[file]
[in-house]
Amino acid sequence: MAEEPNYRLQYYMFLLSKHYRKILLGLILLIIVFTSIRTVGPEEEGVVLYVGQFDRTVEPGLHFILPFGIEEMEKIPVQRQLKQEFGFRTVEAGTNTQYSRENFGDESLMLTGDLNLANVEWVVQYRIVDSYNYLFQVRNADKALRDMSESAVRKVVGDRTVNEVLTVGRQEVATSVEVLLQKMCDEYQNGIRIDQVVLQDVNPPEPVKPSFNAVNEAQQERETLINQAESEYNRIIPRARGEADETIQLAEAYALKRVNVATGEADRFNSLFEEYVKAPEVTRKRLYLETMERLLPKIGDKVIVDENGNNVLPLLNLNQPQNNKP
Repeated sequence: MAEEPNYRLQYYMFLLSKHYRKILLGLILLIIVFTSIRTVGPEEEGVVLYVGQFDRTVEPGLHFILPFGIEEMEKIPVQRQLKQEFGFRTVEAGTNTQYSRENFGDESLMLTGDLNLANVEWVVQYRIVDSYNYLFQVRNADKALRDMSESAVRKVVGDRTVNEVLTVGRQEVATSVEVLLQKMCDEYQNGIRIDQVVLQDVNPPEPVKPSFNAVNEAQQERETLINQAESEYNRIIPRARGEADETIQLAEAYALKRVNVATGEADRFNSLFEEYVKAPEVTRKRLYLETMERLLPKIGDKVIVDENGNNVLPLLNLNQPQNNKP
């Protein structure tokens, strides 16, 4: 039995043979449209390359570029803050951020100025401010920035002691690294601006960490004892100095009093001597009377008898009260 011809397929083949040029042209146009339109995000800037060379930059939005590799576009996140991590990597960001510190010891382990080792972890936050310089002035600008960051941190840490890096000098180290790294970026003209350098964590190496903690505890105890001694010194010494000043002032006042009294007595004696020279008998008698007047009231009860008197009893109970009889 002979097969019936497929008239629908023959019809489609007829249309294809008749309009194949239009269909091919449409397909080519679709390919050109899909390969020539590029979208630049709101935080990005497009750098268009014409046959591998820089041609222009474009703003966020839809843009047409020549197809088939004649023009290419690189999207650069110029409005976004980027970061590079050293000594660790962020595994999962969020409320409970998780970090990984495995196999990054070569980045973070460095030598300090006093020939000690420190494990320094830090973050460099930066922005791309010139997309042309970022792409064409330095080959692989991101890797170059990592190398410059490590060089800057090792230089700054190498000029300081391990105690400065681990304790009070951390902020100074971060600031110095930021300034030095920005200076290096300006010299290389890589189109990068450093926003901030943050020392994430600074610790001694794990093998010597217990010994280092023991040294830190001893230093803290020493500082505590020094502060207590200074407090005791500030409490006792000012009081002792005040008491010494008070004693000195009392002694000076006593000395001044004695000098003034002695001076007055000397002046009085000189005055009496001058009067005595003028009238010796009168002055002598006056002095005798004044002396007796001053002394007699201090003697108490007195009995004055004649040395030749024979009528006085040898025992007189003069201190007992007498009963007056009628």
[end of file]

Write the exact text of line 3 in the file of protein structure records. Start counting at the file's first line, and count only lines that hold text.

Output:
Repeated sequence: MAEEPNYRLQYYMFLLSKHYRKILLGLILLIIVFTSIRTVGPEEEGVVLYVGQFDRTVEPGLHFILPFGIEEMEKIPVQRQLKQEFGFRTVEAGTNTQYSRENFGDESLMLTGDLNLANVEWVVQYRIVDSYNYLFQVRNADKALRDMSESAVRKVVGDRTVNEVLTVGRQEVATSVEVLLQKMCDEYQNGIRIDQVVLQDVNPPEPVKPSFNAVNEAQQERETLINQAESEYNRIIPRARGEADETIQLAEAYALKRVNVATGEADRFNSLFEEYVKAPEVTRKRLYLETMERLLPKIGDKVIVDENGNNVLPLLNLNQPQNNKP